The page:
On March 2019, a Tesla Model 3 with Autopilot engaged crashed into a truck, killing the driver, according to Ars Technica.

These tragic events tell us that automated driving has a good distance to go before becoming practical. Because of its huge potential, companies are still actively pursuing self-driving cars.

The AI systems in self-driving cars are being road tested extensively to gain experience in different situations, scenes, weather conditions, and objects encountered to make improvements.

Patterns in Data
Wise people learn from history and experience (known data) and find patterns for what works and what fails. These patterns can help us avoid repeating mistakes and duplicate successes.

With computing, we can collect a lot of data and find regularities (patterns) in them. Such patterns can be put to good use in specific areas. For example data of symptoms can help disease diagnosis, of traffic accidents can help road design and safety, of spam can make email filters more effective, of consumer interests can lead to more useful recommendations, and so on.

We have talked about training self-driving systems with data. Google Translate is another example. It has a huge database on existing translations among many languages and reaches into this data to do translation work. Thus, it really does not understand the material it is translating. How strangely wonderful. Google Translate also collects user feedback (more translation data) to improve its ability to translate.

A significant trend in AI is exactly in collecting and analyzing big data for improved business practices in client companies.

Recall that we defined computize as “To apply computational thinking. To view,consider, analyze, design, plan, work, and solve problems from a computational perspective.”

In computational thinking, identifying, recognizing, matching, and using patterns are important. Thus, let us apply patterns in our daily lives. For example, we can write down the pattern of a phishing email:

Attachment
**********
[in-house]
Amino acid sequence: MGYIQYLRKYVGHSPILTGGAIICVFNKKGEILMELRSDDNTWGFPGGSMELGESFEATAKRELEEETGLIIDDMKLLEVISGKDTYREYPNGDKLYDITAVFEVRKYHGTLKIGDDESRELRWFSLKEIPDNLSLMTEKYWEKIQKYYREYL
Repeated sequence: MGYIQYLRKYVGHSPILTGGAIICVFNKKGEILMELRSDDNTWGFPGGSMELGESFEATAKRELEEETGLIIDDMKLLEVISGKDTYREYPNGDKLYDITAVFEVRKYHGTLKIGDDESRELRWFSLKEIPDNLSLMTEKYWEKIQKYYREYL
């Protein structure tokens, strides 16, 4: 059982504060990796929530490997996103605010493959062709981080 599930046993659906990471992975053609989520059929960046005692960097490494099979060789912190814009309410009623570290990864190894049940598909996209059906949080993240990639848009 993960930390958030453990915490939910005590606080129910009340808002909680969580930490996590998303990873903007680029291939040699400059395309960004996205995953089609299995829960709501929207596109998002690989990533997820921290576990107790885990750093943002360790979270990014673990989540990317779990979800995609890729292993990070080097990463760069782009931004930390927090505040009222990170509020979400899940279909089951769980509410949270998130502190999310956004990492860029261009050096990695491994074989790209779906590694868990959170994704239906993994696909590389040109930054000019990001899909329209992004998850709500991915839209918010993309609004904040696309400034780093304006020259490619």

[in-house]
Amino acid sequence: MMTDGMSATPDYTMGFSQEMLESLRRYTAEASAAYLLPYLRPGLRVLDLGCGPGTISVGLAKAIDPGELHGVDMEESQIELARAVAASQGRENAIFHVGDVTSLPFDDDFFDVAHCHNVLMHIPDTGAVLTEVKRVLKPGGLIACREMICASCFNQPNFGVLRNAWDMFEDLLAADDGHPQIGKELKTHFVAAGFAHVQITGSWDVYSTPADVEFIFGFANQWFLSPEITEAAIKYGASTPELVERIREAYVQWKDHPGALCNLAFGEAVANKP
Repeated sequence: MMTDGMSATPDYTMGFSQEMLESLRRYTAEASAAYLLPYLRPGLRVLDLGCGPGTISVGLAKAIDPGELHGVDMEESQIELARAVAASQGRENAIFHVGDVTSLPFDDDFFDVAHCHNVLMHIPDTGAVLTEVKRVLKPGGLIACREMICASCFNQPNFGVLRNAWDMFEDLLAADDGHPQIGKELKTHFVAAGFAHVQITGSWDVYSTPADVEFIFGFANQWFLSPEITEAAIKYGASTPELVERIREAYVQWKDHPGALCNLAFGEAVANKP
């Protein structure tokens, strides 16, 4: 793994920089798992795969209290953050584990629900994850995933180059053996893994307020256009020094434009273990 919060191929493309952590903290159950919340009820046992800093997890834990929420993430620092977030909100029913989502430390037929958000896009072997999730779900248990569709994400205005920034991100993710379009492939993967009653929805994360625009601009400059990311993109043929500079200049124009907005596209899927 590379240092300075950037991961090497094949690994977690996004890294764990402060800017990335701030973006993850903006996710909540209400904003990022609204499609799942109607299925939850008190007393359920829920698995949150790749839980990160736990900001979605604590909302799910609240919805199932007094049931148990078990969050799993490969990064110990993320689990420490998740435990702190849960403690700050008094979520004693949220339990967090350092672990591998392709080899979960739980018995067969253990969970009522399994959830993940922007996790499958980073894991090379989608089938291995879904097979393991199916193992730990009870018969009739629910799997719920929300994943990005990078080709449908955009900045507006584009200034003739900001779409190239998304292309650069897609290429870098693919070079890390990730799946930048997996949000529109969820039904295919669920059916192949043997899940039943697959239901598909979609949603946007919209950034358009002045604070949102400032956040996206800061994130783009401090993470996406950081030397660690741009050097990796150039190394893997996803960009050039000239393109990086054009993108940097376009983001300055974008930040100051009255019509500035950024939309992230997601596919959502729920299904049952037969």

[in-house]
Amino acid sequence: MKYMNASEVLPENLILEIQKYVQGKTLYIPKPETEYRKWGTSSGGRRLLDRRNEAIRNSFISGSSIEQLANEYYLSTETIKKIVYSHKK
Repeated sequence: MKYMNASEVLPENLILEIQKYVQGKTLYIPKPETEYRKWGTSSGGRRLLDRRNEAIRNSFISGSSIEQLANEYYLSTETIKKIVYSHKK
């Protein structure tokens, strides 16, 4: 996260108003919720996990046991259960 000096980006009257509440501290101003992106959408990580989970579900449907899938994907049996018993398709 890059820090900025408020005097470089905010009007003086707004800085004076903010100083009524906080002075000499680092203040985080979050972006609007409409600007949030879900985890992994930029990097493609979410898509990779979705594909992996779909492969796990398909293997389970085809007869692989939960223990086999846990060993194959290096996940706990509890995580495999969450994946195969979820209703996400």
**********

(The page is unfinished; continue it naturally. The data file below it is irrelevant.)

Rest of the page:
• The incoming email is from an unknown email address.

• The email does not address the receiver by name.

• The email promises unexpected money coming your way or talks about something urgent or important, such as your account expiring, bill overdue, resource quota exhausted.

• You are advised to follow a link or open an attachment.

Of course, you won’t be fooled and will forward such email directly

Here is a more general situation. We all know that bad things happen when we are nervous, hurried, distracted, preoccupied, or absent minded. Yet we also find ourselves in such moods after something bad happens. So the pattern: one bad thing can lead to another. Knowing this pattern, we all must keep calm, cool, collected, focused, rational, and decisive to deal with a bad situation. This way we can make things better instead of worse.

How about noticing patterns when you lose your temper? forget things? become defensive/offensive? gain/lose weight? Patterns that make you productive/energetic? efficient and effective? agreeable or disagreeable? sad or happy?

These are just some examples. I am sure you can find many many useful places to apply patterns to great advantage.

Perhaps on MacDonald’s farm he finds a computer—Here a pattern, there a pattern, everywhere pattern pattern ee-i-ee-i-o!

Paul Wang author photo for Computational Thinking series written for aroundKent Magazine.

A Ph.D. and faculty member from MIT, Paul Wang (王 士 弘) became a Computer Science professor (Kent State University) in 1981, and served as a Director at the Institute for Computational Mathematics at Kent from 1986 to 2011. He retired in 2012 and is now professor emeritus at Kent State University.

Paul is a leading expert in Symbolic and Algebraic Computation (SAC). He has conducted over forty research projects funded by government and industry, authored many well-regarded Computer Science textbooks, most also translated into foreign languages, and released many software tools. He received the Ohio Governor's Award for University Faculty Entrepreneurship (2001). Paul supervised 14 Ph.D. and over 26 Master-degree students.

His Ph.D. dissertation, advised by Joel Moses, was on Evaluation of Definite Integrals by Symbolic Manipulation. Paul's main research interests include Symbolic and Algebraic Computation (SAC), polynomial factoring and GCD algorithms, automatic code generation, Internet Accessible Mathematical Computation (IAMC), enabling technologies for and classroom delivery of Web-based Mathematics Education (WME), as well as parallel and distributed SAC. Paul has made significant contributions to many parts of the MAXIMA computer algebra system. See these online demos for an experience with MAXIMA.

Paul continues to work jointly with others nationally and internationally in computer science teaching and research, write textbooks, IT consult as, and manage his Web development company Webtong Inc.